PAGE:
My name is Clement Weinberger, and I am a freelance medical writer. I retired as Director of Medical Communications in the Medical Affairs Department of a biopharma company about 6 years ago, and started a freelance business.
Of course, my professional life didn’t start there. In this, and in forthcoming blogs, I’ll tell you how, and why my career path led from postdoc to where I am now, hoping that you will find some of my experiences both interesting and useful.
Maybe the shortest way to sum it all up is with a quote from Douglas Adams, who wrote “I may not have gone where I intended to go, but I think I have ended up where I needed to be”.
What are the common threads here? All my jobs required a PhD, MD or PharmD degree, as well as clear written and oral communication of research rationales, results, and significance. By the way, with the possible exception of research, I never held a post for which I’d previously had job-specific training.
After my PhD in cell biology, the plan was to find a faculty position as an Assistant Professor, continue with my research, and begin a teaching career. It all actually began with a postdoc in a basic research lab in the Netherlands. It was great fun, a new experience in a new country, and there were publications.
The surprise was that the researcher who ran the lab I worked in, had changed what they were doing after they offered me the post, but never said so. First lesson: a PhD prepares one to deal with new challenges.
The subsequent 7 years as an Assistant Professor at a couple of universities were on the same career path that my PhD mentor had followed. However, despite supporting successful graduate degree candidates, publications, and a National Science Foundation grant, it seemed clear that tenure would not be forthcoming.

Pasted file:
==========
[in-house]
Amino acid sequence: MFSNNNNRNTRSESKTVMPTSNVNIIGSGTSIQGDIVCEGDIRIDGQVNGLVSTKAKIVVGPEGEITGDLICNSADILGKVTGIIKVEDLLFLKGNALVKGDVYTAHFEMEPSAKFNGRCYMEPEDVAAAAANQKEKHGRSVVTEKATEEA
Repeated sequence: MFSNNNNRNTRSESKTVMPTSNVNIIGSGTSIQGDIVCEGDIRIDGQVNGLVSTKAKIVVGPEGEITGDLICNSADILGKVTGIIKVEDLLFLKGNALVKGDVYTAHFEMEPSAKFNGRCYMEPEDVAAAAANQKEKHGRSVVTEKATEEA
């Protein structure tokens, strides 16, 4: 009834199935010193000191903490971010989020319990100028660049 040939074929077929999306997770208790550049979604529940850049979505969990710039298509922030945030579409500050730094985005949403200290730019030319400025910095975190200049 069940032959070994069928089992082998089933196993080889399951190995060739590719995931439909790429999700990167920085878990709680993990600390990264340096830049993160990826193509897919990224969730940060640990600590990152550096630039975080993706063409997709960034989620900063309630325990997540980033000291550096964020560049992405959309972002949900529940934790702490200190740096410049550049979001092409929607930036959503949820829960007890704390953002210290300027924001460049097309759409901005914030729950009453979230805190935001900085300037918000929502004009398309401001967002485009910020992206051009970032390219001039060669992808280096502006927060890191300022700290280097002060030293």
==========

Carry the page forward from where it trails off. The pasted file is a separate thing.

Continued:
I did not want to move to another state in pursuit of that “holy grail,” and I thought it would also be nice to make more money. So, like many of you reading this (but maybe for different reasons), I began to look into other opportunities open to PhDs in biology. Second lesson: avoid self-imposed limits. Another way to say this may be “have an objective, but be prepared to change it.”
This search started before the Internet or the Web existed. Most non-faculty jobs were advertised in newspapers or journals. The flow of information about open positions has changed, as you can see at biocareers.com, but you still need to find relevant postings, answer them, get invited to interview, and sell yourself into the position.
My first step away from academia was landing a job with the marketing department of a large biomedical device company. They were looking for a PhD to deliver balanced, non-promotional presentations to clinicians on the medical rationale and research that supported their products, and the clinical studies that had evaluated them. Third lesson: You can help others benefit from valuable research results even if they are not your results.
Next steps, next blogs? Writing for medical communication agencies, working for a medical laboratory, writing for biopharma medical affairs, and the transition to freelance work.
Cheers for now,
Clement Weinberger, PhD
The Stylus Medical Communications
Lisa Sproul Hoverman, PhD has a BS from Carlow University and a graduate degree from the University of Pittsburgh on the kinetics of Kinesin motor proteins. In her Postdoc at Penn State University, she examined the kinetics of DNA polymerases. She has since formed her own company in scientific and medical writing services. Dr. Hoverman’s largest long-term Client is the Microsoft Health Solutions Group where she serves as one of three Senior Grant and Proposal Specialists as part of the Business Desk in Sales.
Copyright Lisa Sproul Hoverman, PhD
Published with permission